JACQUES CASTÉRÈDE (1926 - 2014)
Jacques Castérède was born in Paris in 1926, and while his life and career would remain centred in the capital, his family in fact originally came from Barbaste in south west France, and Occitan was his mother tongue as a boy. The family was lower middle-class—the composer’s father ran a barber shop after the First World War—but that was no barrier to Jacques’s childhood interest in music. The piano had played a prominent role in the domestic lives of the Parisian ‘petit bourgeoisie’ for many decades, and Jacques was accordingly sent for piano lessons to one Miss Lafarge for over a decade until he entered the Conservatoire. His early music education was largely restricted to the Romantic repertoire—with mounds of music by minor masters, advancing with time to Chopin and Liszt, while the symphonic repertoire was learnt by playing the orchestral works of Mozart and Beethoven in piano duet form. Castérède’s subsequent years studying the piano and composition at the Conservatoire were by all accounts a brilliant success, culminating in numerous Premiers Prix in subjects ranging from piano to harmony to chamber music. Towards the end of his studies, he spent a year in Messiaen’s analysis class, which made a huge impression on him. His studies were crowned by winning the Prix de Rome in 1953, at the second attempt—though it was almost taken away from him because he had meanwhile married his girlfriend, and the rules stipulated that only bachelors were eligible. He lobbied, won the argument, the rules were changed, and he spent the next four years in Rome, writing his music, getting commissions, and enjoying ever more prominent performances at home and abroad. Within months of his return to Paris he was appointed to the staff of the Conservatoire where he remained until his retirement, successively teaching solfeggio, analysis and composition; he also taught composition at the École Normale de Musique in the 1980s. Castérède’s oeuvre covers just about every genre, from stage works to choral music to small-scale chamber pieces, and he enjoyed numerous prestigious commissions and premieres—thus his ballet Basketball was first given at the Paris Opéra in 1963, his First Symphony won a Grand Prix National du Disque in 1968, and in 1986 he was commissioned to compose a large-scale work for wind orchestra to commemorate the centenary of the Statue of Liberty in New York. He also toured as a pianist, and gave composing masterclasses in Brazil and China.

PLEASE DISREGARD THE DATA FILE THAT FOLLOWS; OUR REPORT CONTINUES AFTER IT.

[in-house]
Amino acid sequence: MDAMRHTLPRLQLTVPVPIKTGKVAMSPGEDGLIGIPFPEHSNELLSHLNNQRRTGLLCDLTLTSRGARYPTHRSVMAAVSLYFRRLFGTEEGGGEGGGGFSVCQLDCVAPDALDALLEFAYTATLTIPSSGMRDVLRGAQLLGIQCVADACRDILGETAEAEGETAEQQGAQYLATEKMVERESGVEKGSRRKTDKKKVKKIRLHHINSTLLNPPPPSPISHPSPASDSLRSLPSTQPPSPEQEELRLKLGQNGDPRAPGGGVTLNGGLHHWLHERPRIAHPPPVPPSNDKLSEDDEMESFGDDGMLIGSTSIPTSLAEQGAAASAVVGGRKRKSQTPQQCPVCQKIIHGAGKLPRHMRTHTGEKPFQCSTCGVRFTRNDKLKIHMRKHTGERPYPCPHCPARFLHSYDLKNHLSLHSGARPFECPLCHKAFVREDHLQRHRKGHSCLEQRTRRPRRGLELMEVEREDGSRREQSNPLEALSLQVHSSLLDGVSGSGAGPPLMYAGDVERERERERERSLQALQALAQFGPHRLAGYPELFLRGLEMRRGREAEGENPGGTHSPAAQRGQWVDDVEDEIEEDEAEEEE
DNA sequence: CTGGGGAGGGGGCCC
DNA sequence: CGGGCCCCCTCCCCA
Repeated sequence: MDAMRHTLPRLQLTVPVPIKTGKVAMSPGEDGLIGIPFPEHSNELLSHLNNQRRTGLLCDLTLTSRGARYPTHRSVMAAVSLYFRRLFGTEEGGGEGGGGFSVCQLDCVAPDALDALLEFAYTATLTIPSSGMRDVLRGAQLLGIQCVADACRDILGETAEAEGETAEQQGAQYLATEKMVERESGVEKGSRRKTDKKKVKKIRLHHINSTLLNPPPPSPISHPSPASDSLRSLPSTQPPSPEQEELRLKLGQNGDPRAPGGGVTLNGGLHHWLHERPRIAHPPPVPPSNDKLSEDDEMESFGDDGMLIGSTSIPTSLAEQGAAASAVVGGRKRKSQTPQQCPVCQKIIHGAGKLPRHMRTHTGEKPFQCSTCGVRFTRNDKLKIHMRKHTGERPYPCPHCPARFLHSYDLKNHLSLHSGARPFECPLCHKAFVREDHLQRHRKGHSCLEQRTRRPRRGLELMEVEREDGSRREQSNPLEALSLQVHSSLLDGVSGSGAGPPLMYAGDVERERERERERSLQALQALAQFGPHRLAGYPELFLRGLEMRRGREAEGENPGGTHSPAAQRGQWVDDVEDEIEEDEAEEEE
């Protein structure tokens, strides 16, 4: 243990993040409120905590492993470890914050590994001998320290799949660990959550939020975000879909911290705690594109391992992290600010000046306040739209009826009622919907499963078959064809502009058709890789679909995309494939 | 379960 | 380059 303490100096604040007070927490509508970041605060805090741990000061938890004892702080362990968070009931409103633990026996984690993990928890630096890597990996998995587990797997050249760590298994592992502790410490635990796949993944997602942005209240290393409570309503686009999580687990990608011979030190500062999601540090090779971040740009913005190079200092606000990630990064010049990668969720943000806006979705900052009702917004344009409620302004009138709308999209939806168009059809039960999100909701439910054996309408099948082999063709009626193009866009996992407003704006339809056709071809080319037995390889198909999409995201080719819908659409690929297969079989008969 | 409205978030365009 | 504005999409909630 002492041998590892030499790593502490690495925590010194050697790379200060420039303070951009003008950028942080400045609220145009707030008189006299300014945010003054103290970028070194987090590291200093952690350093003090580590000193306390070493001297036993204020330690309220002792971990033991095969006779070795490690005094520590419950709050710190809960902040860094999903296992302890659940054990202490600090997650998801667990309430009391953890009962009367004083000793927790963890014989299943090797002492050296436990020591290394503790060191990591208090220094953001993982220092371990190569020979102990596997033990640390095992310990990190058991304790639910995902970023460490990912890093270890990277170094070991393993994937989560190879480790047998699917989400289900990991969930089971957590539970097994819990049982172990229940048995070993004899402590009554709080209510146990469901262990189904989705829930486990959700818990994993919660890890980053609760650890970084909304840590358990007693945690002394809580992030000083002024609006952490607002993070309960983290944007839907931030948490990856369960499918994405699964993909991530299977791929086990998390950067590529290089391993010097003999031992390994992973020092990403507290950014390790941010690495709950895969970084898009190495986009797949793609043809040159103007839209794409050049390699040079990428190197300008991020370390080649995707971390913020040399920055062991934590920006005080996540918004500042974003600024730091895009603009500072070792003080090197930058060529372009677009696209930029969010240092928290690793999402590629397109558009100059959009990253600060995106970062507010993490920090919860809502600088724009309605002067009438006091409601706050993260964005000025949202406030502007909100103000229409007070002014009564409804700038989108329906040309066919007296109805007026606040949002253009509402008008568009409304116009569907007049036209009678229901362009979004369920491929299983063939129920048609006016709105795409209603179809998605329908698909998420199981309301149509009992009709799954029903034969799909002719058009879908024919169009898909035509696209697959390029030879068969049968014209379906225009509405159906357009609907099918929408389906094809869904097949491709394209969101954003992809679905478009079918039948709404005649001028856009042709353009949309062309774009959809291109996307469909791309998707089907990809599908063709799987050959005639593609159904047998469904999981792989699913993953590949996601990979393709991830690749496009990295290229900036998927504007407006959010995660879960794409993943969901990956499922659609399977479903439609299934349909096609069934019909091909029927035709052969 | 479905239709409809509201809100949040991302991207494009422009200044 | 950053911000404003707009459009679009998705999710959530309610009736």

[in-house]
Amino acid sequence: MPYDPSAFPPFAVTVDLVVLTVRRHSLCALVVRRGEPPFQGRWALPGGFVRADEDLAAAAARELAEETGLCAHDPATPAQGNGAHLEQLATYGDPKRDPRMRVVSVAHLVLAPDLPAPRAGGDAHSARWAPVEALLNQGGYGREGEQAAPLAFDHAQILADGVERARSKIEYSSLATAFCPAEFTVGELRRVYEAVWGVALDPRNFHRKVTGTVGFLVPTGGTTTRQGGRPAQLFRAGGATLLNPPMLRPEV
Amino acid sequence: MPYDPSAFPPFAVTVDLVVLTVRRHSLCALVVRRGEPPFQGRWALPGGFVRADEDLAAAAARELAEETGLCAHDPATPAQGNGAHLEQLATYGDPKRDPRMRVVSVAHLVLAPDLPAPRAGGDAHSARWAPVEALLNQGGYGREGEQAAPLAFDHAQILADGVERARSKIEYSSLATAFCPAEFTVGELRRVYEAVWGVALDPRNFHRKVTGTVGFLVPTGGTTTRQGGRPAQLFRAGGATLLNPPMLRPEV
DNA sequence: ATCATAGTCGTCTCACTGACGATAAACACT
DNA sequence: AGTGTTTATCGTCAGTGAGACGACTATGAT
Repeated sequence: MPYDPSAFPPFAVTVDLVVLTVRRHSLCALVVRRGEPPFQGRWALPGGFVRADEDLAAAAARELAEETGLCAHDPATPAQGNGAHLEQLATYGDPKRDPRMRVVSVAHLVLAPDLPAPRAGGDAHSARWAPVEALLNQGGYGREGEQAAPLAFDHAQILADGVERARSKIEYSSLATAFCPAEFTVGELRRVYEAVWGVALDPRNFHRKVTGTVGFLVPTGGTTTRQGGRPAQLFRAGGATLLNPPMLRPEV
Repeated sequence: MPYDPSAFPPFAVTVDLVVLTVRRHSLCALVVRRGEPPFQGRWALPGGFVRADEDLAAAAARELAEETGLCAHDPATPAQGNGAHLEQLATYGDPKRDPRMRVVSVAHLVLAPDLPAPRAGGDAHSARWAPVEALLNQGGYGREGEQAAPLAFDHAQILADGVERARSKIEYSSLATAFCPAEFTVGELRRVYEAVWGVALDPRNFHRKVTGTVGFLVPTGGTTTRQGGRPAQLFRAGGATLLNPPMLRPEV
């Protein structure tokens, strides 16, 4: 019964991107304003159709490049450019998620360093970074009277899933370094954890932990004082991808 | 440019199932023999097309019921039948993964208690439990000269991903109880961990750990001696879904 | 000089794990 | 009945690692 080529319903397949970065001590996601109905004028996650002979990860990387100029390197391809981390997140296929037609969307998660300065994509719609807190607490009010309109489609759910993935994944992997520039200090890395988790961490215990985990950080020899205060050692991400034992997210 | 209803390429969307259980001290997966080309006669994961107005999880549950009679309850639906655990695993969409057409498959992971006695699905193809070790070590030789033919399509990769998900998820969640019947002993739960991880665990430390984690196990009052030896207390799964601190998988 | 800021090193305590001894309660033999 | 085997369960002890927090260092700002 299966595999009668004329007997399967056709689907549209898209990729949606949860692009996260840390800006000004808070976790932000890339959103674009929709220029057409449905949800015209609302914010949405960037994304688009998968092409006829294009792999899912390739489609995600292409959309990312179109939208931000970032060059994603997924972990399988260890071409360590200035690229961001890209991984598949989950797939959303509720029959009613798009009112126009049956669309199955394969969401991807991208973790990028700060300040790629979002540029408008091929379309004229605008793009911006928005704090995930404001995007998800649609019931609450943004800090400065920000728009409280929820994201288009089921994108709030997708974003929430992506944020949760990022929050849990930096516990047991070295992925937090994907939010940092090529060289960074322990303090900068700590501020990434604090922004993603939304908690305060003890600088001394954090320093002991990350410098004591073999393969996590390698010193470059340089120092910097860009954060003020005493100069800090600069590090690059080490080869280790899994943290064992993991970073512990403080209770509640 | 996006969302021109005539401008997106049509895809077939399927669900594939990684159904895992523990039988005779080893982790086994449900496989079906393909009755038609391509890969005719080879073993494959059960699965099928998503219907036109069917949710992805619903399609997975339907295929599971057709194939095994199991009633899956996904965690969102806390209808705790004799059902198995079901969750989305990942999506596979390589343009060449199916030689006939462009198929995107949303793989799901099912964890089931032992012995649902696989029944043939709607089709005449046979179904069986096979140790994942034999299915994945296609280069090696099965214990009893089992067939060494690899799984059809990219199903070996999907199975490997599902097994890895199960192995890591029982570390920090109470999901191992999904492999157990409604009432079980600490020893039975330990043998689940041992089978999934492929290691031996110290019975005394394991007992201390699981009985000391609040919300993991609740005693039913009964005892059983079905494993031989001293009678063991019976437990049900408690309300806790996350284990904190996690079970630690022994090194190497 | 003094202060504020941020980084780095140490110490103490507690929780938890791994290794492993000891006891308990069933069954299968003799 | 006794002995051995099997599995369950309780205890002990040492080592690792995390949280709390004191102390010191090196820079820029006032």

For all these career successes, Castérède the composer never allowed himself to be constricted by any single stylistic path, and was magpie-like in absorbing outside influences. Thus his oeuvre includes numerous works inspired by jazz, Latin American music, pop and even rock (such as his Homage to Pink Floyd for guitar solo, a competition piece written for the Conservatoire in 1973).